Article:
Saint Louis Story Stitchers Artists Collective was invited to host a pre-concert panel discussion with Terence Blanchard on gun violence prevention in connection with his live performance on May 20th, 2018 and his recent album LIVE that reflects on gun violence and healing. The conversation was held in the Grandel’s Ballroom. Mr. Blanchard and The E Collective gave a beautiful performance to a large audience in the Grandel Theater later that night. The performance was sponsored in part by Jazz St. Louis and Kranzberg Arts Foundation.
Story Stitchers youth Chris and Alia guided the conversation with panelists:
Terence Blanchard – 5 time Grammy-winning trumpeter/composer
Howard Cox –Saint Louis Story Stitchers Artist in Residence
Pastor Johnnie Jackson
Cheeraz Gormon – Founder and Executive Director, Sibling Support Network
Terence Blanchard: “We’ve been on this campaign of telling people who have lost loved ones, let the music absorb your pain and frustration, that’s what it’s there for…
With the music and with what I do, I try to have a broader approach to try to reach more people and to try to change some hearts and minds when it comes to this issue because of people like this that are doing the grunt work with people, touching people, actually dealing with it first hand. It’s important, it’s important work.”
Youth leaders and the panelists were lively and thoughtful and the conversation included the power of the arts as a healing force and as a strong tool for communication, mental health, the role of faith and morality, the effects of violence and loss on families and communities, police brutality, implicit bias, and the importance of the roles of mentors and parents in ending violence.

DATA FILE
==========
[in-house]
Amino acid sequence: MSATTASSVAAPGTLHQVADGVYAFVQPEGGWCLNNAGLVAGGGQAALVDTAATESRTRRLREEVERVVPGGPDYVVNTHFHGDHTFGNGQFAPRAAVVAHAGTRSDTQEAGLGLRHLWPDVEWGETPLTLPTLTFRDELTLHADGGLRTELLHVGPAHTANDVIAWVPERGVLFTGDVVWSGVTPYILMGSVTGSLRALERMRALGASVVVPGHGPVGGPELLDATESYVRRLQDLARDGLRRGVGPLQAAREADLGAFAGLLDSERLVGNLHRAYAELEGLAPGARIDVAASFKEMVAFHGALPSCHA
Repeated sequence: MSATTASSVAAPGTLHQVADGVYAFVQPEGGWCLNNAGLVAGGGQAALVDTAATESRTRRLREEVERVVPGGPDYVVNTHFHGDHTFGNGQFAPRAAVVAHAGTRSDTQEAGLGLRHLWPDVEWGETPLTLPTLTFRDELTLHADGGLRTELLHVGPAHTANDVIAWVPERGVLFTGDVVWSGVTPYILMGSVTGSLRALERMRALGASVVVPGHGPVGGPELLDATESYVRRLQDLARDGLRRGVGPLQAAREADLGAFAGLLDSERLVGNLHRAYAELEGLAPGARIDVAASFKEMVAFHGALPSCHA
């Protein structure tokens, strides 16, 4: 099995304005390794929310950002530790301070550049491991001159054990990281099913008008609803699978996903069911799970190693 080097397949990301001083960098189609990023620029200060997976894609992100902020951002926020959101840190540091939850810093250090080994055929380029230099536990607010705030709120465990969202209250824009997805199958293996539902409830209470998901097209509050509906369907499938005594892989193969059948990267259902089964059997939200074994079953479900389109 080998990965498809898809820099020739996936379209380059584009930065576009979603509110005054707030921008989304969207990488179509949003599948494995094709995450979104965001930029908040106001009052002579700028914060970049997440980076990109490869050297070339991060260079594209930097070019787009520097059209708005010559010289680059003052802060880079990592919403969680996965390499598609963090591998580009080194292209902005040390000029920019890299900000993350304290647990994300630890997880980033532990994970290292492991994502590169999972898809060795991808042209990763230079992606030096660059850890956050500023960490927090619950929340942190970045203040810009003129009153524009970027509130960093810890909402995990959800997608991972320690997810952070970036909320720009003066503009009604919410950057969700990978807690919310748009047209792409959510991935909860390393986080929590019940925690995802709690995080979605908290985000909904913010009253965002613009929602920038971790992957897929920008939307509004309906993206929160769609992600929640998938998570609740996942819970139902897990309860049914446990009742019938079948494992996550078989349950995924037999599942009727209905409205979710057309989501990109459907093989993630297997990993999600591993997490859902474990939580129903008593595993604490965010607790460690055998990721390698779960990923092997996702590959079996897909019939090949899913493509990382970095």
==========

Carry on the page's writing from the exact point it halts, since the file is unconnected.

Story Stitchers will release a video of the conversation.
Special thanks to Terence Blanchard, Kranzberg Arts Foundation, the community panelists, and the Stitchers youth leaders for your valuable contributions to this important discourse.
The Saint Louis Story Stitchers Artists Collective is a non-profit organization engaged in urban storytelling whose mission is to document St. Louis through art and word to promote understanding, civic pride, intergenerational relationships and literacy. Collective artists work alongside 15-24-year-old urban youth to collect stories, reframe and retell them using the arts to promote a better educated, more peaceful and caring society. Current projects focus on public health issues including gun violence.